This Is How Your Body Consumes Energy While You Sleep

what your body does during sleep


We spend almost a third of our lives sleeping. And while it seems like nothing happens to our bodies as we slumber, that couldn’t be further from the truth. Even in the deepest stage of sleep, the human body continues to spend energy on maintaining homeostasis and other vital functions. But where exactly is this energy going, you ask? Well, let’s break it down.

How Many Calories You Can Burn During Sleep

Your body does a lot of work while you’re snoozing. And to complete all of this work, it burns your accumulated reserves from the day — glucose and glycogen, in particular — in order to meet the energy demand.

According to studies and calculations, a 125-pound person burns approximately 38 calories per hour of sleep. If you multiply this amount by seven or eight hours of sleep, which is the average for most people, you burn between 368 and 400 calories per night. That’s the equivalent of going for a 90-minute, moderately paced walk. And if a person has a very active lifestyle and a large amount of muscle mass, they can burn even more calories while they sleep — between 58 and 60 calories per hour, or 464 to 480 calories per night.

Pretty impressive, right?

Your specific calorie burn while you sleep is determined by a little something called your basal metabolic rate (BMR). This calculation is the minimum amount of energy necessary to fuel your body’s vital functions like maintaining a stable body temperature, breathing, keeping your blood circulating, allowing for cellular repairing and growth to occur, and making sure your muscles can contract. Your personal BMR depends on both your daily caloric intake and overall level of physical activity. On average, the BMR for an adult male is 1,700 calories, and women have a BMR of approximately 1,500 calories. The higher your BMR, the more calories you burn while sleeping.

what your body does during sleep
Reshot/Jovan Salazar

What Happens Inside Your Body During Sleep

During wakefulness, you’re in a metabolic stage called catabolism. This period requires the body to actively use stored energy for its needs. During this stage, your levels of adrenaline and other steroids, as well as stimulating neurotransmitters, are high.

When you fall asleep, your body switches to the anabolic stage and begins to store energy for a new day. At this time, levels of adrenaline, cortisol and other substances responsible for sustained activity decrease. This reduction is reflected in a few important physiological processes:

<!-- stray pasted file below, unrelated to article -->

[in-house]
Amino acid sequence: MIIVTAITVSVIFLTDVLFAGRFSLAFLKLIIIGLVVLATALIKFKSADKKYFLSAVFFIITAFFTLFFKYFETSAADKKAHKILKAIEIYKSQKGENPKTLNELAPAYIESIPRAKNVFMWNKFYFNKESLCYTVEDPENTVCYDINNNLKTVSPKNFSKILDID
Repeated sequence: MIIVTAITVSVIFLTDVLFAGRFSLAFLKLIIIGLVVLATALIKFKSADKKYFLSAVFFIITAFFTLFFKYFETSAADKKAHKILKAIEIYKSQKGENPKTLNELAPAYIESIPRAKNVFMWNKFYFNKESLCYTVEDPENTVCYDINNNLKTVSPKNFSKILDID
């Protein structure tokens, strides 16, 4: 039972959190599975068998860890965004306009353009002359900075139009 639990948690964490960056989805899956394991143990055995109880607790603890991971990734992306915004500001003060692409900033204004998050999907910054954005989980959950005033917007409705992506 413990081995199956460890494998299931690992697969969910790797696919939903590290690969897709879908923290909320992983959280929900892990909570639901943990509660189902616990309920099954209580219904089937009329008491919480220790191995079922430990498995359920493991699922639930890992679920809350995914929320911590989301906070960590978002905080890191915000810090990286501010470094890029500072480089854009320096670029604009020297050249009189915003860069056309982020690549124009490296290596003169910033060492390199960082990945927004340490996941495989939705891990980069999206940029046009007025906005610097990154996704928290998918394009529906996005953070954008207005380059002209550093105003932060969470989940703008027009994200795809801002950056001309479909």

• Your body increases its release of the sleep hormone melatonin, which makes you drowsy and helps you fall asleep. When your body temperature rises again in the morning, this hormone level in your blood decreases, and you wake up.
  • The concentration of the human growth hormone somatotropin increases in your body. This hormone is responsible for all repair processes and cellular growth.
  • Estrogens and androgens are also secreted while you sleep.

All of these processes require energy. To provide energy at the proper levels, your body uses glucose and glycogen, which are stored in your skeletal muscles and liver, and breaks down adipose (fat) tissue.

Speaking of adipose tissue, according to a 2014 study published in the science journal Diabetes, sleeping in a colder environment, in addition to encouraging your body to burn more calories, helps you get rid of white belly fat (the kind you want to lose). While brown fat helps regulate metabolism and encourages weight loss, white fat is commonly linked to health issues like type 2 diabetes. And you don’t have to be shivering cold in your sleep — even dropping the thermostat from 75 degrees to between 68 and 70 degrees can create a slight slimming effect.

what your body does during sleep
Reshot/Lucas Miguel Pereyra Calzada

How Sleep Phases Affect Energy Distribution

Now that you know how much energy is spent while you sleep, let’s dig into where it’s used. Brain activity during sleep is still a mystery for scientists. Yet, they have discovered connections between outbursts of neurological activity during sleep and the various different sleep phases.

In general, your sleep can be divided into two major phases: NREM (non-rapid eye movement) and REM (rapid eye movement). The NREM phase is divided into four stages.

  • Stage 1: Drowsiness, which usually lasts between 15 and 20 minutes. This is the transition from waking to sleep.
  • Stage 2: Light sleep, which is when your body temperature begins to drop and your heartbeat slows down. This stage also lasts approximately 20 minutes.
  • Stage 3: Moderate sleep, which is when any visible muscular movement stops.
  • Stage 4: Deep sleep, which lasts about 30 minutes.

The REM phase, in turn, has some significant differences from the deep sleep stage of the NREM phase. In fact, your brain activity during REM sleep closely resembles what is observed in wakeful moments. Sometimes, it even surpasses it. So that’s where all of those calories are used.

When bursts of brain activity do occur during REM sleep, they typically come from the main active brain structures: the visual cortex, thalamus and some subcortical nuclei, as well as the hippocampus and amygdala. These areas are responsible for emotional regulation, the formation of memories and the processing of visual images that you observe in your dreams.

These pathways are what make REM sleep so important for your overall mental health and cognitive function (the ability to learn and memorize information, as well as generate new ideas). And that’s why it’s never a bad idea to make high-quality sleep a top priority.

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